After Apple Picking and Road Not Taken Comparative Essay

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Even in the earlier days of Robert Frost’s long arduous active life, he looked upon the journey of life in a more seiner way. Where most of the younger crowd may prefer a “happy go lucky” approach to life, Frost invested his every adapting yet inspiring mind into mysteries and the choices we come across in life, the issues of mortality and morals, and one’s view of death are explored in such a way, one may find it difficult but to be inspired by his work.

“After Apple Picking” and “The road Not Taken” at first appear to be worryingly similar to each other. Not only they were crafted by the same poet at approximately the same time, but the actual content dig into similar ground as in the two of them, they mostly drenched into the past rather than the present and future. However, “After Apple-Picking” is told through the voice of a tired, weary-some aged man coming to the realization that he hans’t got much left to give and is looking forward to greeting death like an old friend. “The Road Not Taken” is also being told by an older man, only he has aged better and is daydreaming about past choices, and that has made all the difference.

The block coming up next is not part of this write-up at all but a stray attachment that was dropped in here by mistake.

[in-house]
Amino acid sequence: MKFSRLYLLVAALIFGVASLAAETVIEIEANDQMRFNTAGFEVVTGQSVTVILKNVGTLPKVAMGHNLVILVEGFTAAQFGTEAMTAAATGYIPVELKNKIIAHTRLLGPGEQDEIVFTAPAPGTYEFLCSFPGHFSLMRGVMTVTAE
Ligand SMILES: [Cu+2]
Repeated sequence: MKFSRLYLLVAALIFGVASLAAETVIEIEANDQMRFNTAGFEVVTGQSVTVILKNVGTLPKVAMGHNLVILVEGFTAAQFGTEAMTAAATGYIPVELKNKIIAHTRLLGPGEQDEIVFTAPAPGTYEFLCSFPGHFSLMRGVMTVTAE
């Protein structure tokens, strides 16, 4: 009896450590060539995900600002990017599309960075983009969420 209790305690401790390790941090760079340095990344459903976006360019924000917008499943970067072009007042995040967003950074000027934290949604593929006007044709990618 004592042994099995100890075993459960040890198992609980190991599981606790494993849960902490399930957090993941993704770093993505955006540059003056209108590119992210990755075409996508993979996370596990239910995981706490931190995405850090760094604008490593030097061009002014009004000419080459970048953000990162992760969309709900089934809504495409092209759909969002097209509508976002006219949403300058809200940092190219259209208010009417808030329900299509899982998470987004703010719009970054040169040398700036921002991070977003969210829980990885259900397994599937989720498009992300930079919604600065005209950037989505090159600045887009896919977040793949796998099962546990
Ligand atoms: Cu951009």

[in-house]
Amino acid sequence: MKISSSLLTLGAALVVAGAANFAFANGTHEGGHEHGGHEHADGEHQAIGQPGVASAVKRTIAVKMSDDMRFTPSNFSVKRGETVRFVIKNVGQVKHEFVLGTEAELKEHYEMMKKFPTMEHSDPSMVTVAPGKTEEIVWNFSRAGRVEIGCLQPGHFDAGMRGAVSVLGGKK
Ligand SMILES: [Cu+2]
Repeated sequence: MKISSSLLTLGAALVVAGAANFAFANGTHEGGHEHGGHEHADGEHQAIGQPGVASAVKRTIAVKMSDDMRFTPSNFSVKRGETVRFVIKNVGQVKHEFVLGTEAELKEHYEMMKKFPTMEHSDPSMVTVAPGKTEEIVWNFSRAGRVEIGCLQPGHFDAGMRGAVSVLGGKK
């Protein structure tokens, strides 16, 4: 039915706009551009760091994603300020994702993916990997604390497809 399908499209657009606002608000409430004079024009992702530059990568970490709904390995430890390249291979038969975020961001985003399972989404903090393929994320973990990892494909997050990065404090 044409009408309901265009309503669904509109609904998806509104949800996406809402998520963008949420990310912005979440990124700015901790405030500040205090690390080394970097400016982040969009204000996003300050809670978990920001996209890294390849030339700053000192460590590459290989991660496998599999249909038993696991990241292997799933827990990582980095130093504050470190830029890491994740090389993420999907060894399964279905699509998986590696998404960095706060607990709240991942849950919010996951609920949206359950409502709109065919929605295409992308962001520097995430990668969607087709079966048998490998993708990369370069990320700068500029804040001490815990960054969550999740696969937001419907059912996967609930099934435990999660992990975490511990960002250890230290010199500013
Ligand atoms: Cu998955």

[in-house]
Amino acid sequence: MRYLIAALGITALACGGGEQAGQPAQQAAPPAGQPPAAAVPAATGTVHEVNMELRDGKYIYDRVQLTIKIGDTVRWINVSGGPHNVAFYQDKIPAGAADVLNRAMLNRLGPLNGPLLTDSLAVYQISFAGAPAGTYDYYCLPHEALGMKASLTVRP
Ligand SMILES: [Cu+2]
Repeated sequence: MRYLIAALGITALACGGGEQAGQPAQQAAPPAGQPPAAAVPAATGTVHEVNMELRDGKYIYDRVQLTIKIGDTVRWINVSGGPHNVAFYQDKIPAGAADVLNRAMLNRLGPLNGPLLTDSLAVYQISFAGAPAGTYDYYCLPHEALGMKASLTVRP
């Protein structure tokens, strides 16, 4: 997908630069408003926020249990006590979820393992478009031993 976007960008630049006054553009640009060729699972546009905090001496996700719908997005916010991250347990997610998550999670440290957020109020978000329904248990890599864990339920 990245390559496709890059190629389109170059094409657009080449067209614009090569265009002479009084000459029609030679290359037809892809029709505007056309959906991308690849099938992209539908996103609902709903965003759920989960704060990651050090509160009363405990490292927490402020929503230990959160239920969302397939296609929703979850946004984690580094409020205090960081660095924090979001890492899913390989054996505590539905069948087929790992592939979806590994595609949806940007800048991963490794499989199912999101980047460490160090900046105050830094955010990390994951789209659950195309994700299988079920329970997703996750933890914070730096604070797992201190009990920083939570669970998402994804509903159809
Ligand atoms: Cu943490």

The poem “After Apple Picking” immediately begins with a metaphor that describes ladders pointing up “Towards heaven.” This is the line that perfectly introduces the poem. Being told from the eyes of an old man, he tells us that the sent of apples is the “Essence of winter sleep is on the night.” If one was to look into the metaphoric language of seasons, one may find that the season of the cold may refer to the end of one’s life. So to refer to the occupation this unfortunate man has endured, “sleep,” it is clear that his active days are coming to a close. This strong, message is repeated throughout the text. The water that froze with contact with the, “pane of glass,” the “hoary grass,” are more metaphors to the end of one’s journey.

Later on through the poem, a confusing array of vague words and phrases suggest that the...
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